1. This issue struck me as well because we all know, all too many bus shelters are disgusting – if they are not strewn with litter, they are vandalized in other ways. I am always picking up litter at bus shelters and I am always letting Metro know what it ought to know already, but seemingly does not, whenever panes of glass have been shattered at its stops.

      I agree on the ‘adopt-a-shelter’ idea, but as always, this will not be a consistent across the board effort, but one likely concentrated in areas that are already nice and need to be kept nice. I can’t see anyone adopting stops on Third Avenue or Pike/Pine in Seattle, unless it also comes with a drug fix! Sorry to be cynical, but I do believe, that clean well maintained shelters and buses are important. There is little point in making the state of the buses and shelters mirroring the state of the economy. We like to feel better when we go out into the public sphere, not have out private worries stare back at us.

      1. “I can’t see anyone adopting stops on Third Avenue or Pike/Pine in Seattle, unless it also comes with a drug fix!”

        I can.

        Of course, I frequent both these areas many times a week.

      2. Well if you do, then go in broad daylight! I wander both areas too but it would be a thankless task I feel unless you have friends to help..

      3. It would probably be a thankless task wherever you do it. A lot of volunteer work is. You’re not going to just grab some rubber gloves from you kitchen and a few trash bags and tidy up when there’s the possibility of finding needles, broken glass, etc. But that possibility is true for almost every shelter/stop. There might be more needles on Pike/Pine or Third, but I’m still going to want to have equipment to handle them safely in Greenwood or Mapleleaf. Which is why you’d want community groups or businesses who can work together to get the safety supplies and maybe a little training and do the whole thing in an organized way. Paying one or two people to organize the adopting groups and do a few safety training days for the gorup leaders has to be way cheaper than paying crews to clean the shelters.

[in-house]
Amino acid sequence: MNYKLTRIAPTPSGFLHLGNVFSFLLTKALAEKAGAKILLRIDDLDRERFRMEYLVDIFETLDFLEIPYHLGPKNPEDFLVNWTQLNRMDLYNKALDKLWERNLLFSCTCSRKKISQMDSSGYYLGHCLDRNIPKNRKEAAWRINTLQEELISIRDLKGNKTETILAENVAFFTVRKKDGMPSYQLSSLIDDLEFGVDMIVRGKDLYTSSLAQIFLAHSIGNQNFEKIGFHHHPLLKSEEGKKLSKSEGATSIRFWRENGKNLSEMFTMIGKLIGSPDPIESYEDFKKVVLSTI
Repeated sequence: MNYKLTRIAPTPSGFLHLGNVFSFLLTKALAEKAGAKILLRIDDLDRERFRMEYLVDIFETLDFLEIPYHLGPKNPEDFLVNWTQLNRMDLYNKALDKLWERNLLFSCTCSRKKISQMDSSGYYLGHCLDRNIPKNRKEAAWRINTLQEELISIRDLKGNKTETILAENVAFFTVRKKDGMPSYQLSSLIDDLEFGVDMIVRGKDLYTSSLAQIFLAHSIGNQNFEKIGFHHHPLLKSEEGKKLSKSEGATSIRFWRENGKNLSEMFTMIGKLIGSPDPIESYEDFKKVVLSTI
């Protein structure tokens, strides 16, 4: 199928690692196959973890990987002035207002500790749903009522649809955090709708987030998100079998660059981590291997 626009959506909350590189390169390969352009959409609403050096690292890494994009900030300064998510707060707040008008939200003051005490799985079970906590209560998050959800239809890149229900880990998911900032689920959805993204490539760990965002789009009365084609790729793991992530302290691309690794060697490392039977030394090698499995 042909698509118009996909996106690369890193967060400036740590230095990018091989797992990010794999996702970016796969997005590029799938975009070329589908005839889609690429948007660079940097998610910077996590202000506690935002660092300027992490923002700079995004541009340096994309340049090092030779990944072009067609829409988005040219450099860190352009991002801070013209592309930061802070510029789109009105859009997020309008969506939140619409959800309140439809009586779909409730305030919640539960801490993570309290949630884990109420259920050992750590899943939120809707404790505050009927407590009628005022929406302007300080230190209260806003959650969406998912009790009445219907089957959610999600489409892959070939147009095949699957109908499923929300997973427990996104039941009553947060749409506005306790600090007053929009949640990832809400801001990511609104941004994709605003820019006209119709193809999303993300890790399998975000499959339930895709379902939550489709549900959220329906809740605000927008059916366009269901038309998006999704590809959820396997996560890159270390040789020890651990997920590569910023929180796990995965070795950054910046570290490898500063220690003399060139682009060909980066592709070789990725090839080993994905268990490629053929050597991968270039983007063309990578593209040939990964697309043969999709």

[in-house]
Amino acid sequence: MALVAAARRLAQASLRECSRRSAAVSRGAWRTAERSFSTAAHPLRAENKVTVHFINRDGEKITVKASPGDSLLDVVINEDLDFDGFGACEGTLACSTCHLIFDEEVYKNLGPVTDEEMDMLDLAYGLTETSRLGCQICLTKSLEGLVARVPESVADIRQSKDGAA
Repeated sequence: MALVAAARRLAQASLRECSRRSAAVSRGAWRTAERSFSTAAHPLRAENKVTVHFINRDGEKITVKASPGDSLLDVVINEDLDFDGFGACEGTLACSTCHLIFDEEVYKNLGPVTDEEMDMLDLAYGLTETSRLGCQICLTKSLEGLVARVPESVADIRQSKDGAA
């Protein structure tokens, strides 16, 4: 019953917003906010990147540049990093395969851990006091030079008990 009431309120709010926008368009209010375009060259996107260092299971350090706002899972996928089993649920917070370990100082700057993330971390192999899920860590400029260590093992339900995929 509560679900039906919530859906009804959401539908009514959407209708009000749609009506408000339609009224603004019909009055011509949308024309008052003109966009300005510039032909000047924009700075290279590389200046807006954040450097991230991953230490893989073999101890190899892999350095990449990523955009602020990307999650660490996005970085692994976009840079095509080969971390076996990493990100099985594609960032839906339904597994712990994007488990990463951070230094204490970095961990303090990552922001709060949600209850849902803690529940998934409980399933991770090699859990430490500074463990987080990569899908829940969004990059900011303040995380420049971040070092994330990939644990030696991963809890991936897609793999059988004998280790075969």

I transfer twice a week at third and pine and usually don’t feel unsafe. That’s at 7pm, not 12am, but there’s no reason to clean the stops at night. Midday on a Saturday morning; no one’s going to harass you for picking up trash.

      4. Take a look at the shelter on the west side of the 5000 block of University Way NE. They couldn’t keep people from breaking the glass so they took it all out. Now it’s just a roof with some LED lights.

      5. How about eliminating shelter maintenance entirely in all but the unincorporated areas – shift the cost of maintenance of the shelters to the cities. Let Metro provide the basic shelter and allow cities to maintain them – or neglect them – as they see fit. Also allow cities to sell advertising on the shelters should they so desire.

        It would be a chance for cities served by transit to showcase their own commitment to public transportation, and a pretty big savings bite for Metro.

      1. Which makes sense if the economy’s good. If you can afford to pay professionals to clean shelters, it’s probably a lot more efficient and consistent than relying on volunteers. But the economy sucks right now and volunteers are free.

  6. Mike S is right on about the cuts – need to be much more surgical.

    second, the “original” revenue projections were a joke! How was an expectation os revenues increasing 30% over the 2008-2013 reasonable?

    third, in the 4th slide, there is still the expectation of revenue growth rebounding sharply – that is highly unlikely to occur. This is a “u” or “L” shaped recession, not a “v” shaped one.

    Recognizing that I was not there in person to listen to the presentation, the notes are not encouraging.

  7. As with everything in the realm of cuts as a philosophical answer to intractable problems, we need to talk about what the function of public tools is to be. Metro is essentially a local government tool that it operates to move people from area to area with convenience and frequency. It is not a for-profit enterprise that needs to be accountable to shareholders and raise them a dividend on their investment, but a for-service enterprise that fulfills a public need, especially necessary in areas that have little alternative means of getting around and where travel by car is prohibitively exepensive. This whole edifice, like health insurance, works because the healthier, ‘profitable’ high ridership routes support and subsidize the weak performance of the outlying unhealthy routes where only a few people use the service but welcome the bus when it does come.